National World War II Memorial Photo Tour

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Rainbow Pool, National World War II Memorial

World War II Memorial - Pool
" World War II Memorial - Pool - 2011" ( CC BY-SA 2.0) by Tim Evanson

The Pool is one of the Memorial's principal elements. You can sit along the edge of the Pool or rest on a granite bench along the Plaza's edge.

Curved ramps lead from the Plaza and Pool up to the Atlantic and Pacific Pavilions.

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Pacific Theater Pavilion

WWII Memorial at Twilight
Kevin Voelker Photography / Getty Images

The National World War II Memorial includes two pavilions, one dedicated to the Atlantic Theater and the other to the Pacific Theater.

The Pavilions are connected by the Rainbow Pool and the Plaza that surrounds it.

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Atlantic Theater Pavilion

World War Two Memorial in Washington, DC
Richard T. Nowitz / Getty Images

The commemorative pavilions are 43 feet high. Each pavilion's floor includes a large, inlaid victory medal.

Many visitors stop at the Pavilions to take pictures or to look out onto the Rainbow Pool.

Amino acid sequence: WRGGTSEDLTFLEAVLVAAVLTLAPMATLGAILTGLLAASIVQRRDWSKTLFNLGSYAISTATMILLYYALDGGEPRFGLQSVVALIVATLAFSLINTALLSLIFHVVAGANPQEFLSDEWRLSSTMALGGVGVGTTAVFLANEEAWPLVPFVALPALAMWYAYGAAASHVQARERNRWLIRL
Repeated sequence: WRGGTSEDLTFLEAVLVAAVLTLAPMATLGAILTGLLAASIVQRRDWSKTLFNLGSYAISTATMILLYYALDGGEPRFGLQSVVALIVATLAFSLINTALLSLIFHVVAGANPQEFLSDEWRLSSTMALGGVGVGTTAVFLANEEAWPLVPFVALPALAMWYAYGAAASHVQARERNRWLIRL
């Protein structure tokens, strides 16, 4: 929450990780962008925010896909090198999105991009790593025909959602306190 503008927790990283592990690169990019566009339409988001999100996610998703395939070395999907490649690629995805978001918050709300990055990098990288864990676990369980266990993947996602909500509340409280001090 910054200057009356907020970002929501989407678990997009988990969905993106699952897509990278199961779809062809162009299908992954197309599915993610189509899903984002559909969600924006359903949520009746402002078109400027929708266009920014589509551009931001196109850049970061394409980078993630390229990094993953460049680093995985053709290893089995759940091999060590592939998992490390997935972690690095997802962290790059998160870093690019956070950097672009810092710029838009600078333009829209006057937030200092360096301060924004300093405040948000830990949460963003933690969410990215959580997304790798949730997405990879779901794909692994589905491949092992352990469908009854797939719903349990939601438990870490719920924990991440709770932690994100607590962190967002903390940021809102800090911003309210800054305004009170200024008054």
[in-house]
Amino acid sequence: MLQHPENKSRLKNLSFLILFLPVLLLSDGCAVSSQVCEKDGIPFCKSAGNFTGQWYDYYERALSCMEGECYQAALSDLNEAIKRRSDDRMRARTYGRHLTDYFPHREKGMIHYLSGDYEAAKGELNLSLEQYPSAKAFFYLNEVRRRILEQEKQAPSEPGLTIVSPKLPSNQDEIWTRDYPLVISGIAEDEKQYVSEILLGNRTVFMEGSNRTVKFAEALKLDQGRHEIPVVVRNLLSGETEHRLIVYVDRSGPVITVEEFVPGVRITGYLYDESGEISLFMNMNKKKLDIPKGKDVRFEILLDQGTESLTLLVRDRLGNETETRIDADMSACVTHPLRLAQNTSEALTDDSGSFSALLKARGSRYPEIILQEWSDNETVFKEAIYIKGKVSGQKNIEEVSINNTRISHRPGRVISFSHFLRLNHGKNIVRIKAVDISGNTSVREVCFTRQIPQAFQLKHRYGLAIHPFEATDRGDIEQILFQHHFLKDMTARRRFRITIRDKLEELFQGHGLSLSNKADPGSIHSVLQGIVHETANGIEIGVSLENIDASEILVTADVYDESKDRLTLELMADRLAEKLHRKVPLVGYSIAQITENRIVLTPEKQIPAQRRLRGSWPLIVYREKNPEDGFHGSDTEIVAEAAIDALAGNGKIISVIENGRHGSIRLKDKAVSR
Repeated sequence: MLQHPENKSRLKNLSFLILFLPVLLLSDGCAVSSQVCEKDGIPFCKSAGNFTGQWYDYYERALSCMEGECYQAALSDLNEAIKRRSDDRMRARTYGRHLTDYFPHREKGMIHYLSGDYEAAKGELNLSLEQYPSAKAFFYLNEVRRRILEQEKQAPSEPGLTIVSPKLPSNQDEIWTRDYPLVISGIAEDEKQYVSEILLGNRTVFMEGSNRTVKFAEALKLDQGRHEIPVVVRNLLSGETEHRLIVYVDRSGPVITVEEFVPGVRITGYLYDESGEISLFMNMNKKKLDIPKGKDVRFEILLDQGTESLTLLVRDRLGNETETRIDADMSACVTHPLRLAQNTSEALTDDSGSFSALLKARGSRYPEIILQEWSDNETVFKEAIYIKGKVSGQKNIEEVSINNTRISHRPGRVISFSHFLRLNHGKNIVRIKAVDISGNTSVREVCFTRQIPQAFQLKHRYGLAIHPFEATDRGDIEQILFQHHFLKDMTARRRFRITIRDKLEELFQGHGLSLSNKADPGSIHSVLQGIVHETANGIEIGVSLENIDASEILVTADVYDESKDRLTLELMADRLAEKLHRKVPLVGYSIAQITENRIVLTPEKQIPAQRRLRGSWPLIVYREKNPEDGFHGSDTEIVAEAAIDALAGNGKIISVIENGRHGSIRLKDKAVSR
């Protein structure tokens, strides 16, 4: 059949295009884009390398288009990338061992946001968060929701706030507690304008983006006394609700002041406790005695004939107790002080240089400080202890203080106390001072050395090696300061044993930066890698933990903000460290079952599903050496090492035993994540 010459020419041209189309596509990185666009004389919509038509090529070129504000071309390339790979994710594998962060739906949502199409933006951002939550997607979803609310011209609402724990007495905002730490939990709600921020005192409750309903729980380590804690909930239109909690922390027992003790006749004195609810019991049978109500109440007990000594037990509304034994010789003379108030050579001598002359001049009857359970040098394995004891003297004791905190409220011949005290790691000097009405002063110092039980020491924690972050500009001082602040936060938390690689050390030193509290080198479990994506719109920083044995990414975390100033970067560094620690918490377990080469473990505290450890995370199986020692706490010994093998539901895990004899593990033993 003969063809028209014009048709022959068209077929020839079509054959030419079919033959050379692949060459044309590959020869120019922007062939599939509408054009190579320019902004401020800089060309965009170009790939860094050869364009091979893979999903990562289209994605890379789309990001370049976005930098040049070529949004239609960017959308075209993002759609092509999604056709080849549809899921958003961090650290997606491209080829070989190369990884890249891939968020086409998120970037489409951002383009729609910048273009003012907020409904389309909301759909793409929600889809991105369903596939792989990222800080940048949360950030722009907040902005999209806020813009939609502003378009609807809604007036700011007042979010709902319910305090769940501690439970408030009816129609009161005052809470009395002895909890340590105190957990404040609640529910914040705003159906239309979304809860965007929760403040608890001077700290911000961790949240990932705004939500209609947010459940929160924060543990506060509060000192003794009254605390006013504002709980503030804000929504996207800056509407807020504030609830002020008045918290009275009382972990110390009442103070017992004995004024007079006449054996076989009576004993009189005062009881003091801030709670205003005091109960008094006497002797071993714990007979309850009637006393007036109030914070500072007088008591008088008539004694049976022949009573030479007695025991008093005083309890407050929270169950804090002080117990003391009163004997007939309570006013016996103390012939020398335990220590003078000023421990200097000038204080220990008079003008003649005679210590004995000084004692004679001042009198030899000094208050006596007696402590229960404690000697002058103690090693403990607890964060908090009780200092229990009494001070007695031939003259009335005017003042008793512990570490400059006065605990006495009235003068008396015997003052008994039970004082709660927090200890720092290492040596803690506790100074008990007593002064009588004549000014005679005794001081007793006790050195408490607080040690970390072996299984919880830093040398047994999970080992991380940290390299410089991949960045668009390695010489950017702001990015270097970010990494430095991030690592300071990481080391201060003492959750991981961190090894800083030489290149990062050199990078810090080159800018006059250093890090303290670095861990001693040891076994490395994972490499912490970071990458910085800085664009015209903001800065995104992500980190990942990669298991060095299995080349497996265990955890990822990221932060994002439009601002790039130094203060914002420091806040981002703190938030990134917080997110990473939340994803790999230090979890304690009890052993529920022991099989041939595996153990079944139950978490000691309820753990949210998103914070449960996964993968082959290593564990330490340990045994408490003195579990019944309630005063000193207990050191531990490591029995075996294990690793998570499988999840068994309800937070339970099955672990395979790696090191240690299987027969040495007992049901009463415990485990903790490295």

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Baldacchino, Pacific Theater

Baldacchino, Pacific Theater
By Northside777 (Own work) [ CC BY-SA 4.0], via Wikimedia Commons

Both the Atlantic and Pacific Theater Pavilions feature baldacchinos, which include bronze American eagles holding a victory wreath.

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President Franklin D. Roosevelt Inscription

Inscription by President Franklin Delano Roosevelt on the bombing of Pearl Harbor
Chris Greenberg / Getty Images

Along the walls and on the corners of the National World War II Memorial you'll find quotations from important participants in World War II.

This quotation, from President Franklin D. Roosevelt, reads, "December 7th, 1941 -- a date which will live in infamy... No matter how long it may take us to overcome this premeditated invasion, the American people, in their righteous might, will win through to absolute victory."

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General Dwight D. Eisenhower D-Day Quote

General Dwight D. Eisenhower D-Day Quote
By David Bjorgen (Own work) [ GFDL, CC-BY-SA-3.0 or CC BY-SA 2.5-2.0-1.0], via Wikimedia Commons

D-Day was one of the pivotal events of World War II. American and Allied forces invaded France at Normandy on June 6, 1944.

Before the D-Day invasion began, General Eisenhower summed up the mission of the Allies by saying, "You are about to embark upon the great crusade toward which we have striven these many months. The eyes of the world are upon you...I have full confidence in your courage, devotion to duty and skill in battle."

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Quote from Women's Army Corps Commanding Officer Oveta Culp Hobby

Quote from Women's Army Corps Commanding Officer Oveta Culp Hobby
Tiffany Johnson / EyeEm / Getty Images